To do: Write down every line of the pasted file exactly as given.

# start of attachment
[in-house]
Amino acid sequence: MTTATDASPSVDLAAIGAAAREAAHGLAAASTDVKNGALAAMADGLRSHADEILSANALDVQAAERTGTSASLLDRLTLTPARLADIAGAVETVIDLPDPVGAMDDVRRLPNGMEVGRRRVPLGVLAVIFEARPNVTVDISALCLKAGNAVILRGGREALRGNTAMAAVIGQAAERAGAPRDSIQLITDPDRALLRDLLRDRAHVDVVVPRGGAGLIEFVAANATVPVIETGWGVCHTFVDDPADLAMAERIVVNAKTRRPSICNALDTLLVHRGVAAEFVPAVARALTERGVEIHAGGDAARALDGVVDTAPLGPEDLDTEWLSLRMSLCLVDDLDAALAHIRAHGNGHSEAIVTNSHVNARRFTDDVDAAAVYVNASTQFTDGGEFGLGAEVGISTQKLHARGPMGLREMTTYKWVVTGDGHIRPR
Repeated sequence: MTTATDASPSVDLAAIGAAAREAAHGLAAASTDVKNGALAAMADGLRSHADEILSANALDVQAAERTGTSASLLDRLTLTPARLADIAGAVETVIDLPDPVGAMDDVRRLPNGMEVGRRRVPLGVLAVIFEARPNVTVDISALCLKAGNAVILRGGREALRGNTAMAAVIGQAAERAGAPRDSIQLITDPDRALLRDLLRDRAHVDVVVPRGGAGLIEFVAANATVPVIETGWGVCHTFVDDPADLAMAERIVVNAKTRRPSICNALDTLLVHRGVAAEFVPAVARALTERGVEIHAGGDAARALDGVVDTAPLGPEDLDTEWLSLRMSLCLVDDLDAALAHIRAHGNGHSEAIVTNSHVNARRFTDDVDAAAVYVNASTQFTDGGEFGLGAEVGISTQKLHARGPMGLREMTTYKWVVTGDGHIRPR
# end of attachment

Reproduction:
[in-house]
Amino acid sequence: MTTATDASPSVDLAAIGAAAREAAHGLAAASTDVKNGALAAMADGLRSHADEILSANALDVQAAERTGTSASLLDRLTLTPARLADIAGAVETVIDLPDPVGAMDDVRRLPNGMEVGRRRVPLGVLAVIFEARPNVTVDISALCLKAGNAVILRGGREALRGNTAMAAVIGQAAERAGAPRDSIQLITDPDRALLRDLLRDRAHVDVVVPRGGAGLIEFVAANATVPVIETGWGVCHTFVDDPADLAMAERIVVNAKTRRPSICNALDTLLVHRGVAAEFVPAVARALTERGVEIHAGGDAARALDGVVDTAPLGPEDLDTEWLSLRMSLCLVDDLDAALAHIRAHGNGHSEAIVTNSHVNARRFTDDVDAAAVYVNASTQFTDGGEFGLGAEVGISTQKLHARGPMGLREMTTYKWVVTGDGHIRPR
Repeated sequence: MTTATDASPSVDLAAIGAAAREAAHGLAAASTDVKNGALAAMADGLRSHADEILSANALDVQAAERTGTSASLLDRLTLTPARLADIAGAVETVIDLPDPVGAMDDVRRLPNGMEVGRRRVPLGVLAVIFEARPNVTVDISALCLKAGNAVILRGGREALRGNTAMAAVIGQAAERAGAPRDSIQLITDPDRALLRDLLRDRAHVDVVVPRGGAGLIEFVAANATVPVIETGWGVCHTFVDDPADLAMAERIVVNAKTRRPSICNALDTLLVHRGVAAEFVPAVARALTERGVEIHAGGDAARALDGVVDTAPLGPEDLDTEWLSLRMSLCLVDDLDAALAHIRAHGNGHSEAIVTNSHVNARRFTDDVDAAAVYVNASTQFTDGGEFGLGAEVGISTQKLHARGPMGLREMTTYKWVVTGDGHIRPR